A U.S. Supreme Court decision on Wednesday in a water fight between Florida and Georgia could have implications for a similar legal battle between Texas and New Mexico over the Rio Grande water supply, legal experts said.
Five years ago, Texas sued New Mexico, asserting that New Mexico is in violation of the Rio Grande Compact, an interstate agreement that has governed water allocations between the two states and Colorado for 80 years. New Mexican farmers pumping the river’s groundwater cause river levels in Texas to drop, depriving Texans of the water they're obligated to, the state argued.
Over 1,000 miles away, along the Florida-Georgia border, the Sunshine State is accusing its neighbor of taking more than its fair share of water from the Apalachicola-Chattahoochee-Flint River Basin.
In Wednesday’s decision, the high court remanded the case to the court-appointed special master responsible for issuing recommendations to the court. The special master ruled that while Georgia’s overuse of water might have caused ecological and economical harm, Florida’s case should be dismissed for failure to prove a possible resolution to the problem.
But in a 5-4 decision, the court decided Wednesday that Florida only needs to prove harm, lowering the burden of proof for states locked in similar water battles with upstream neighbors. Now, states have more flexibility when it comes to providing evidence on how to remedy solutions. If the court lets this ruling set the standard for proving harm in water rights cases, this could bode well for Texas.
Like Florida v. Georgia, Texas’ case also awaits a preliminary ruling from a special master.
“The decision issued today is the Supreme Court’s most recent opinion on how to take all of the laws associated with equitable apportionment and put it into one place,” said Lara Fowler, an environmental attorney and professor at Pennsylvania State University. “Today’s case will be informative not only for the Texas case, but for future cases.”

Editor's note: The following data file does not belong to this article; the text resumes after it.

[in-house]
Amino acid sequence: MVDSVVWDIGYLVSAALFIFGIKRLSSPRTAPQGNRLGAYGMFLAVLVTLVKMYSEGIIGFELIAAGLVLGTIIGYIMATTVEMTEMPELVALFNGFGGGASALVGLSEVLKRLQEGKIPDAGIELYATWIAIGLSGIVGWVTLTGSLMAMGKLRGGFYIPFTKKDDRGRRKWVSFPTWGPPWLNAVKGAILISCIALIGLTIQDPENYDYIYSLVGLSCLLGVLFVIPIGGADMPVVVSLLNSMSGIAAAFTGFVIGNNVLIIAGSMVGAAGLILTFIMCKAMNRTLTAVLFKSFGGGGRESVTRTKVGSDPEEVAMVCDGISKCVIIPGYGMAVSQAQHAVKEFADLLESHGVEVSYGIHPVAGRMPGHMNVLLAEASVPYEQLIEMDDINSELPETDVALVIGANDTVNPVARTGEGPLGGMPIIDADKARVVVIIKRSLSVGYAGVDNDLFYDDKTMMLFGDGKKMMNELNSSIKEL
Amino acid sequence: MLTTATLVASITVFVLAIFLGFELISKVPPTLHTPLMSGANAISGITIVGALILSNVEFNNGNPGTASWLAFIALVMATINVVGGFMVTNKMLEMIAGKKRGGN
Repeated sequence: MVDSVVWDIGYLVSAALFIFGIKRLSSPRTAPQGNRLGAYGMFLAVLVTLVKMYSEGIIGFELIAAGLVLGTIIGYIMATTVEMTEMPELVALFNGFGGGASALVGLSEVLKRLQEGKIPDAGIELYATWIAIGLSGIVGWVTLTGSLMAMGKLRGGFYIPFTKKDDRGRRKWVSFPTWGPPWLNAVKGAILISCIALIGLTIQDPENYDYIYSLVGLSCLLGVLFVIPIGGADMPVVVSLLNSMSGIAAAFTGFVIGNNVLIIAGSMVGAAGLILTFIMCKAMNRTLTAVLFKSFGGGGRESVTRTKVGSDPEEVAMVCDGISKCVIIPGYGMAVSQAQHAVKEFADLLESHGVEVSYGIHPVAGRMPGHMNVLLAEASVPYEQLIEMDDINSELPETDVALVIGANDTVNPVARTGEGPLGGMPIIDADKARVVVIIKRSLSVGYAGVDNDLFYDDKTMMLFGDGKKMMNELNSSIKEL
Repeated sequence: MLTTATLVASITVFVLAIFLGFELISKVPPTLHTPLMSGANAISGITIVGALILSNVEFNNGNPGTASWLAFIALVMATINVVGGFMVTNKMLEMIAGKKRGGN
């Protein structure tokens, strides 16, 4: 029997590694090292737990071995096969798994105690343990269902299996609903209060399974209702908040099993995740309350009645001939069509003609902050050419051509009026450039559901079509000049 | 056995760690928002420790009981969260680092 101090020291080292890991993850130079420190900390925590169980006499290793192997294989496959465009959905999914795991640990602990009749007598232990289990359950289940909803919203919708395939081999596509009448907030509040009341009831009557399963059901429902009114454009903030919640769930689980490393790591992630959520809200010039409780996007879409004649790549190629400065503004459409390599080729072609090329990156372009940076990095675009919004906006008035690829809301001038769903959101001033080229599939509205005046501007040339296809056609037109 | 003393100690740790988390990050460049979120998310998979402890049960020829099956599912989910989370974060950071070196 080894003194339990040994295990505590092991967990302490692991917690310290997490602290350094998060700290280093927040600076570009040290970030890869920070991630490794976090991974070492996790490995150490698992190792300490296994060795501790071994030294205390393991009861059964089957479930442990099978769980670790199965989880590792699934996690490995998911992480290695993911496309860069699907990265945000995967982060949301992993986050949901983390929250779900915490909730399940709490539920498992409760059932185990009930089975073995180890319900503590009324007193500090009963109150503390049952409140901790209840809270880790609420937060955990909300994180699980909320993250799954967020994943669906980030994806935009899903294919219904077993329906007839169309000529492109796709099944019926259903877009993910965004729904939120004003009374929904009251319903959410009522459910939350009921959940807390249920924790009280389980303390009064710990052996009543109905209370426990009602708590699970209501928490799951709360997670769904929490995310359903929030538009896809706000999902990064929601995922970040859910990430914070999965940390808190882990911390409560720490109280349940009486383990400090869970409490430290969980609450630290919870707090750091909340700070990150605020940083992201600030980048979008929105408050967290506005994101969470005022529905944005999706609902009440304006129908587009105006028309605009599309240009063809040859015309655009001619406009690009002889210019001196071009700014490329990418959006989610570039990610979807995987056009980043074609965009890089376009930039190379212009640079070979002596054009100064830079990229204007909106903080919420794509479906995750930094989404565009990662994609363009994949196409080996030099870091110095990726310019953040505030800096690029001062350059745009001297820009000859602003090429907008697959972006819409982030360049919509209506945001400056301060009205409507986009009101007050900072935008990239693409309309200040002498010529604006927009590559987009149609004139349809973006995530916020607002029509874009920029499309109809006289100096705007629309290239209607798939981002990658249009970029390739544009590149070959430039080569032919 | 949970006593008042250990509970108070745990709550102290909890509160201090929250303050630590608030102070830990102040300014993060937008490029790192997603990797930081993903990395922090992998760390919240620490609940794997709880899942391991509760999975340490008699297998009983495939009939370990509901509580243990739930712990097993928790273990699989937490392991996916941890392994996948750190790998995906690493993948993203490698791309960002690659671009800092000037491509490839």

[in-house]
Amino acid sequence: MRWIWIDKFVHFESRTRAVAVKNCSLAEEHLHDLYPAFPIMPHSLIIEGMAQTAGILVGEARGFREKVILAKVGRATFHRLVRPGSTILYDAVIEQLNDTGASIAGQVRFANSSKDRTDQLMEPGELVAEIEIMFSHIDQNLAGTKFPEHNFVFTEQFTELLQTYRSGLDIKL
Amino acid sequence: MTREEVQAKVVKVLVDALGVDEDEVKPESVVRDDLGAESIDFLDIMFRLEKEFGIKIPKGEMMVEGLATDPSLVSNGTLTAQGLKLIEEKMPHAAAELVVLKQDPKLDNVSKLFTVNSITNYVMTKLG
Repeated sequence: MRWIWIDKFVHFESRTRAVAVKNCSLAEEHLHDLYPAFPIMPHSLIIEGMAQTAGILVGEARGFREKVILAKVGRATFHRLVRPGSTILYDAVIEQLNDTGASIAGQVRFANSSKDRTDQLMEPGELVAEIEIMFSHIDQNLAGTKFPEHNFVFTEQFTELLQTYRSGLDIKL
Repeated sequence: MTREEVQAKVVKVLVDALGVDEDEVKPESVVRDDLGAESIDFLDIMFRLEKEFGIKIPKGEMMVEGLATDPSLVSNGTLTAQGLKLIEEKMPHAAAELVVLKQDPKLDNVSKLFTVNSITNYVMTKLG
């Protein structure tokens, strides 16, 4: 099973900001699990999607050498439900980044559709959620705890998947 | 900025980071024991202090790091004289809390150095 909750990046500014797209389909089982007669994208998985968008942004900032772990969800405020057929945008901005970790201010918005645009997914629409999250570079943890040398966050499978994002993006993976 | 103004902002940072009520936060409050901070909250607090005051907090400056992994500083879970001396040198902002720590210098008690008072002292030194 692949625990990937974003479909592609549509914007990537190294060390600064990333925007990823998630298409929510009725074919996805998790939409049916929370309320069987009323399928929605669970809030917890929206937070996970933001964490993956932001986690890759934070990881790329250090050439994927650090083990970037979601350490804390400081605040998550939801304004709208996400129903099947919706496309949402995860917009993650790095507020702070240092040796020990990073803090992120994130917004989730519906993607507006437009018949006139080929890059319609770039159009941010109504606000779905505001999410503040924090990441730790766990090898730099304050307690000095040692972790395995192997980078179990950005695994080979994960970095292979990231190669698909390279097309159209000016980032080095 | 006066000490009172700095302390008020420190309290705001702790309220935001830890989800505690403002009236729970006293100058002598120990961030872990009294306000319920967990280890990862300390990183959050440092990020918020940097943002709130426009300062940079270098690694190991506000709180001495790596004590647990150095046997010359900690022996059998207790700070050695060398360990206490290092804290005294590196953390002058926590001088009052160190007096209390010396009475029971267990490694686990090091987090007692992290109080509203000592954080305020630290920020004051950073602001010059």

Florida and Georgia’s water spat is slightly different from the fight in the West — unlike Texas and New Mexico, the states’ water use is not divvied up by a compact. And Florida v. Georgia doesn’t involve the connection between surface water and groundwater, as Texas’ argument does.
But both cases do dive into how the court establishes and reevaluates equitable apportionment of water use between states, Fowler said. While Texas v. New Mexico focuses on the interpretation of a compact, at the core of it all is whether that compact divides water fairly.
And today's ruling seems to signal a more active involvement from the Supreme Court in straightening out water battles, said Todd Votteler, president of Collaborative Water Resolution LLC.
“Sometimes, I think these issues gather a lot more attention than some of the water issues within individual states themselves,” Votteler said.
Votteler and Fowler envision both cases ending in some form of mediation, although that’s easier said than done and could take years as the cases sit in court. If the states don’t reach mutual agreement, then it’s on the high court to make a decision.
“The states are fiercely territorial,” Fowler said. “They really don’t want another state telling them what to do. The courts are a very blunt instrument for making decisions about what are really complicated issues. They’re used to doing that, but it doesn’t mean states will necessarily like the outcome.”